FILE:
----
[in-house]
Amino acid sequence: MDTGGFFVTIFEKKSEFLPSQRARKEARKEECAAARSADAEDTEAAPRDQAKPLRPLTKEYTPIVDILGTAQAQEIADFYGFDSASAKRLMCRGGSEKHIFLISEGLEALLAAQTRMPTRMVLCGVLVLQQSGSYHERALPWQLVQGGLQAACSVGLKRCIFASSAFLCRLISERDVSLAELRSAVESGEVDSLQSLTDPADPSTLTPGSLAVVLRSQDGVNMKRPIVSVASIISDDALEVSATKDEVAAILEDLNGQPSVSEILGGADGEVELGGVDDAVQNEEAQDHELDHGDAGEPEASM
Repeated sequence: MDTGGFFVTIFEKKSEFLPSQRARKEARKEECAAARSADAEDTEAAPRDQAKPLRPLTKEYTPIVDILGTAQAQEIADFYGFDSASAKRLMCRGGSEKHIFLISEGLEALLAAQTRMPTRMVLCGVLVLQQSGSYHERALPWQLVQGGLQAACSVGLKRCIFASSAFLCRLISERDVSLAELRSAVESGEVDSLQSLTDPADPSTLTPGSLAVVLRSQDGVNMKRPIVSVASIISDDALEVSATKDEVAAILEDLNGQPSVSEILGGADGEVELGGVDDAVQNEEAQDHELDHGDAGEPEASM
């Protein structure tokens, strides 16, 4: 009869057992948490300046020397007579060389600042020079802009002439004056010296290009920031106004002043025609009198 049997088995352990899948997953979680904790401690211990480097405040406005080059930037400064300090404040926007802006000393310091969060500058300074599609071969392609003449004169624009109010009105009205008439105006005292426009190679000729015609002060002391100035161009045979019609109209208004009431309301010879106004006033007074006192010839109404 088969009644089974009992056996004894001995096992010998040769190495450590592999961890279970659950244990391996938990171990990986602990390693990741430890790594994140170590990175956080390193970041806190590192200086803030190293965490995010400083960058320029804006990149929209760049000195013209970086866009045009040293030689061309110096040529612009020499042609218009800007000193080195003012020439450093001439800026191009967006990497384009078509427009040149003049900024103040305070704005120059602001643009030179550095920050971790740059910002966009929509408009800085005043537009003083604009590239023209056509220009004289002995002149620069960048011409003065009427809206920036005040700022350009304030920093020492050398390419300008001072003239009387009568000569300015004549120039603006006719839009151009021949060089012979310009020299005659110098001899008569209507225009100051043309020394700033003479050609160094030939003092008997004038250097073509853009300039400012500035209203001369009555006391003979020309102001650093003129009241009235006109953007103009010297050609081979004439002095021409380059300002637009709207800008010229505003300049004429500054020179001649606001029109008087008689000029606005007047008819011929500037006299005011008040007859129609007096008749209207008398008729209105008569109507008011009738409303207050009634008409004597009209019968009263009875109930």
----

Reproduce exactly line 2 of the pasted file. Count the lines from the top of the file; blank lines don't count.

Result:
Amino acid sequence: MDTGGFFVTIFEKKSEFLPSQRARKEARKEECAAARSADAEDTEAAPRDQAKPLRPLTKEYTPIVDILGTAQAQEIADFYGFDSASAKRLMCRGGSEKHIFLISEGLEALLAAQTRMPTRMVLCGVLVLQQSGSYHERALPWQLVQGGLQAACSVGLKRCIFASSAFLCRLISERDVSLAELRSAVESGEVDSLQSLTDPADPSTLTPGSLAVVLRSQDGVNMKRPIVSVASIISDDALEVSATKDEVAAILEDLNGQPSVSEILGGADGEVELGGVDDAVQNEEAQDHELDHGDAGEPEASM